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https://pleasantonweekly.com/blogs/p/print/2021/03/02/how-are-d-students-going-to-learn-what-they-missed-this-year


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By Tim Hunt

How are D students going to learn what they missed this year?

Uploaded: Mar 2, 2021

Pleasanton school trustees last week expanded grading criteria for the spring semester to allow more students to receive credit for their Zoom classes.
Instead of the pass/fail grades given in the fall semester, the district will return to letter grades, but to receive an F, students will have to earn less than 50% of the points available. This is for high school and middle school students. Previously, it was 59%. D grades now will range from 50-69% of points. A D grade allows a student to receive credit for the class, while the F receives no credit toward graduation.
The district staff reported that F grades increased 59.4% year-over-year for the third quarter. The survey showed by 71% of Black students received a D or an F, while it was 42.9% for Hispanics. The numbers are a bit misleading because the number of Black students in the district is less than 2%, while it’s around 10% for Hispanics so the number is much larger.
The policy is temporary and presumably should not be necessary when the fall semester begins in August and all students are back in face-to-face classes. The district starts a hybrid program for kindergartener through second graders with in-person instruction this week.
What was missing, at least in the news account I read, was the district’s commitment to a robust summer school program to help students learn the material they failed to comprehend during the current school year. The math and English classes in middle school are foundational for high school success.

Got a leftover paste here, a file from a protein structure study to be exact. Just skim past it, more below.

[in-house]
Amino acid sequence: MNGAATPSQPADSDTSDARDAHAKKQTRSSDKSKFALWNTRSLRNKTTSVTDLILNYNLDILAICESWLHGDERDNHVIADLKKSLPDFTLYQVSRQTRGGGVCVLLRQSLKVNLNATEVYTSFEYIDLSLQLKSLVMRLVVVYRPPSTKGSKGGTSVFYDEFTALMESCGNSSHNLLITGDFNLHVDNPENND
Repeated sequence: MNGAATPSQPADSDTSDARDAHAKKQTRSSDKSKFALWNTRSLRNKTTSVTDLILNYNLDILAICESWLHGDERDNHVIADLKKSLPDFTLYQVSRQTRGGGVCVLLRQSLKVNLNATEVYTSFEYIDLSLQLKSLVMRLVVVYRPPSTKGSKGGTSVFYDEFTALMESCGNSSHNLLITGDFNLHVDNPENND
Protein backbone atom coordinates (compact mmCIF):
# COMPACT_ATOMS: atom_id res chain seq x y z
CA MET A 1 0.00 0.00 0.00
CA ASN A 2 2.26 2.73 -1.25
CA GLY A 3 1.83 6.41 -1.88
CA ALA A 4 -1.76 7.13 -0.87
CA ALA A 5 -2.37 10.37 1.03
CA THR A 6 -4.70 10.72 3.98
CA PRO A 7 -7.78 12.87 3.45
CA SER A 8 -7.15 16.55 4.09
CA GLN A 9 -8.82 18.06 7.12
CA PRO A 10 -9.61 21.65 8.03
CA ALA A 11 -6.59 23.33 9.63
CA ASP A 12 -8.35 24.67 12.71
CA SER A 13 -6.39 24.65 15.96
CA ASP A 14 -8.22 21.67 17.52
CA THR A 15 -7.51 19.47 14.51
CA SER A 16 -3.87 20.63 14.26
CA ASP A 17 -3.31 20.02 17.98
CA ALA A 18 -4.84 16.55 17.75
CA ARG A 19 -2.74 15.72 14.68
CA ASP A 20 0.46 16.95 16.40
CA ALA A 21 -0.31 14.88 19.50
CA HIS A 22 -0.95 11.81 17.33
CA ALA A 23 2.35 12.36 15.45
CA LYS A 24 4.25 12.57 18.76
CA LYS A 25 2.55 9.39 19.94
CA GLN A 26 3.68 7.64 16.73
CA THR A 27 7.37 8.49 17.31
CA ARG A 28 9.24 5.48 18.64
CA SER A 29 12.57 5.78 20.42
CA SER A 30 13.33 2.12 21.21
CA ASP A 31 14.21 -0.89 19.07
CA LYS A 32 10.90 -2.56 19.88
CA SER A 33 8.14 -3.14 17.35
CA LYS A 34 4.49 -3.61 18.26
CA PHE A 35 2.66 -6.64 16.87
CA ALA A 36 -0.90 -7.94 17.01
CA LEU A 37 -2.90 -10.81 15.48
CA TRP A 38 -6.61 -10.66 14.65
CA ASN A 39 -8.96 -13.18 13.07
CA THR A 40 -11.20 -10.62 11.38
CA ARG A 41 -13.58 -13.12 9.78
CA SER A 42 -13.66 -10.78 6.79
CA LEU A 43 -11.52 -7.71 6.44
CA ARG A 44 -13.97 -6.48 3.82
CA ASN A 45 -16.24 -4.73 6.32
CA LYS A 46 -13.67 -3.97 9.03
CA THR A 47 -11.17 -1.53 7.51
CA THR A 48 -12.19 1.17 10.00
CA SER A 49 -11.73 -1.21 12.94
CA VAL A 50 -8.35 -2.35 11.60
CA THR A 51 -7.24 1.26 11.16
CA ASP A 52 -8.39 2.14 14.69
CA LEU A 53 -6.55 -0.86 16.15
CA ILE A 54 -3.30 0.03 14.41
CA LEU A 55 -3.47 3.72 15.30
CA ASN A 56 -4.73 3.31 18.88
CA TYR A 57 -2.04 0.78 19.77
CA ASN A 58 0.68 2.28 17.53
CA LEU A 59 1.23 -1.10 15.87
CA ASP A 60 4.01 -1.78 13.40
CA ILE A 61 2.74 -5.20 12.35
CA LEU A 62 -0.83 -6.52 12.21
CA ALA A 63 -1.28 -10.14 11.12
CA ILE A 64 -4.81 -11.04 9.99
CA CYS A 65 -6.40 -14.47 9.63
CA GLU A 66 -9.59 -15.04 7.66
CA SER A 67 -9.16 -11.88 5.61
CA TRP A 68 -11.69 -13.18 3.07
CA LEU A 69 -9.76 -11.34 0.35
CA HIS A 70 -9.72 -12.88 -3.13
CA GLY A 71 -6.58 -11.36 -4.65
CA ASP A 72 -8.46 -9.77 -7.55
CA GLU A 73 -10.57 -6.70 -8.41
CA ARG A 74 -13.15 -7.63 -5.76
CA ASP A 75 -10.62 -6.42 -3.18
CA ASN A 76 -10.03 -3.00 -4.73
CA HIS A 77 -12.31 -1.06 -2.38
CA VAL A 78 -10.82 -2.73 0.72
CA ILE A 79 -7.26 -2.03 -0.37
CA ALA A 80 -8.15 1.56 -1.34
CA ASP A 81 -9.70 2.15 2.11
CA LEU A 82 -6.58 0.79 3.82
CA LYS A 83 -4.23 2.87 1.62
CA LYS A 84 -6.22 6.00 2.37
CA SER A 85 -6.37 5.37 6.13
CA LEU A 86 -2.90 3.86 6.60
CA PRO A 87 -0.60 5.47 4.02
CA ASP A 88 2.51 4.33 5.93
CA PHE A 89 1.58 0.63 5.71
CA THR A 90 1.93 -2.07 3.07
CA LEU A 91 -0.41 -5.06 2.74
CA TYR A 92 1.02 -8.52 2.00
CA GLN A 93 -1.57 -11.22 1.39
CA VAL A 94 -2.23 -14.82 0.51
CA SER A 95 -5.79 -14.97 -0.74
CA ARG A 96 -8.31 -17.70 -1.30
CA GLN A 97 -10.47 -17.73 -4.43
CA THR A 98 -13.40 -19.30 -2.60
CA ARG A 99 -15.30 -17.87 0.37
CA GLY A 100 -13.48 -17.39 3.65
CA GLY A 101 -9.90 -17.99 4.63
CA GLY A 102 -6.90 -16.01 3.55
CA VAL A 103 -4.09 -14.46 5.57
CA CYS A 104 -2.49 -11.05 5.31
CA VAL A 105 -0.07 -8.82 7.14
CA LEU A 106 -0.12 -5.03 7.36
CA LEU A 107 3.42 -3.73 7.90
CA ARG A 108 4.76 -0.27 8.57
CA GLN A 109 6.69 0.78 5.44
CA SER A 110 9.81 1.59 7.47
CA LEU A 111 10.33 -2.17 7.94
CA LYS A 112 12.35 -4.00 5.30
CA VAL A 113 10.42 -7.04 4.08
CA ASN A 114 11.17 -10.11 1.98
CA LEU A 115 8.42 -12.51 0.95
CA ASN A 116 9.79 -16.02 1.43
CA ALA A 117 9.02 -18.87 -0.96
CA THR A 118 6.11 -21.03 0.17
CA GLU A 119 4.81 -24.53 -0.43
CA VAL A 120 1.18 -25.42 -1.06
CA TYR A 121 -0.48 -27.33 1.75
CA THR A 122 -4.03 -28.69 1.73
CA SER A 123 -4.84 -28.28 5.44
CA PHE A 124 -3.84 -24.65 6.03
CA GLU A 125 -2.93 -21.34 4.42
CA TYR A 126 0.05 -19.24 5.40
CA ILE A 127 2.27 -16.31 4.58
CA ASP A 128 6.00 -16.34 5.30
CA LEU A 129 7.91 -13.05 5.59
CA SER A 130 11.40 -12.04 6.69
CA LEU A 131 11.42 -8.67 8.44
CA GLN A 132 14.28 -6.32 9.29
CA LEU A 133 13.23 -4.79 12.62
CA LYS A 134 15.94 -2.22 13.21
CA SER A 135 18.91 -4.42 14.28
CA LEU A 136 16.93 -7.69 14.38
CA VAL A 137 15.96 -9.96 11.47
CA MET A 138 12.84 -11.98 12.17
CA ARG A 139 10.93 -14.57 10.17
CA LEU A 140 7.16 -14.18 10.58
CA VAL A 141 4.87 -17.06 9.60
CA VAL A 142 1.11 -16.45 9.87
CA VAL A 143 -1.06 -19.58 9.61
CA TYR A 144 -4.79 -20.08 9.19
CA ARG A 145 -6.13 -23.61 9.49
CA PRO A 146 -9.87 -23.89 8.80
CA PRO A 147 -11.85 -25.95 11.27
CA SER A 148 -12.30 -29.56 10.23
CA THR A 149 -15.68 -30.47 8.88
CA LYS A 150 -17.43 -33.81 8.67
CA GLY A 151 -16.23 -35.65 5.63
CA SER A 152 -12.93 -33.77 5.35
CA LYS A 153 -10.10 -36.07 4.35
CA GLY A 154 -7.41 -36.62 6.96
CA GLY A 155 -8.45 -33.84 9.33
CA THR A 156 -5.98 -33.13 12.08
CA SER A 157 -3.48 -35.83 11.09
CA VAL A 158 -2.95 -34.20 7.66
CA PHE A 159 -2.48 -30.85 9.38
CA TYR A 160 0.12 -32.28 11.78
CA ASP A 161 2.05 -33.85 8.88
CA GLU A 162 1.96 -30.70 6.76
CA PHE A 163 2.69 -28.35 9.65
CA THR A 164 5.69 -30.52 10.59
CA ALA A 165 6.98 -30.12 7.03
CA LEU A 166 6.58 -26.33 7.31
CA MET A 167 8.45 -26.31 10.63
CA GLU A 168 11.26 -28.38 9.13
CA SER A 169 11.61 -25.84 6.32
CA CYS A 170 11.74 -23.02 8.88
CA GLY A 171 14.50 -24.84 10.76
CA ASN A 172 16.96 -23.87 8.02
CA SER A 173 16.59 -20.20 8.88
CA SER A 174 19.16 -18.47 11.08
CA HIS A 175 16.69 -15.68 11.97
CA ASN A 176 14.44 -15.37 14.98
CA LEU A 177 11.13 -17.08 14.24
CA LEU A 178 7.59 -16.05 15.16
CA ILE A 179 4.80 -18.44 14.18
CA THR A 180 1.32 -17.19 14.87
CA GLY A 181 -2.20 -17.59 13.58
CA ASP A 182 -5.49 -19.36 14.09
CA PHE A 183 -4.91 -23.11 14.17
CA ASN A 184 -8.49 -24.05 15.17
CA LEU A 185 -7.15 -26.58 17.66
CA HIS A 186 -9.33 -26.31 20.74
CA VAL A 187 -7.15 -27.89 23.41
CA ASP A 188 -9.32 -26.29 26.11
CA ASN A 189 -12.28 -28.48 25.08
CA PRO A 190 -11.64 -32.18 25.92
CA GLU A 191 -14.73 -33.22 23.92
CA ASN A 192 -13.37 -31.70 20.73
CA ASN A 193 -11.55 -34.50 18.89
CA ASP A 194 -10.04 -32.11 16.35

The Pleasanton district deserves credit for its commitment to helping at-risk students with in-person learning since October. Those groups launched and have been maintained to get the students the help and personalized attention they need.
In Sacramento, it appears the governor and the Legislature have broken their impasse with both houses scheduled to vote on a $6.6 billion incentive package to get schools reopened by the end of the month. It’s notable that schools in many areas of the state have been open and functioning well since the fall. The sticking point has been the teachers unions in the big cities that have been unwilling to go back into the classrooms.
Given the sway that the public employee unions have over Democrat politicians, it appears that the governor and legislative leaders finally heard the loud complaints of frustrated parents who are watching their children lose a year of education and school activities.
It’s also worth remembering that Gov. Newsom, who likely will face a recall vote this fall, has had California locked down longer than any other state. Life is much closer to normal, particularly in red states, but even in deep blue states other than our own.

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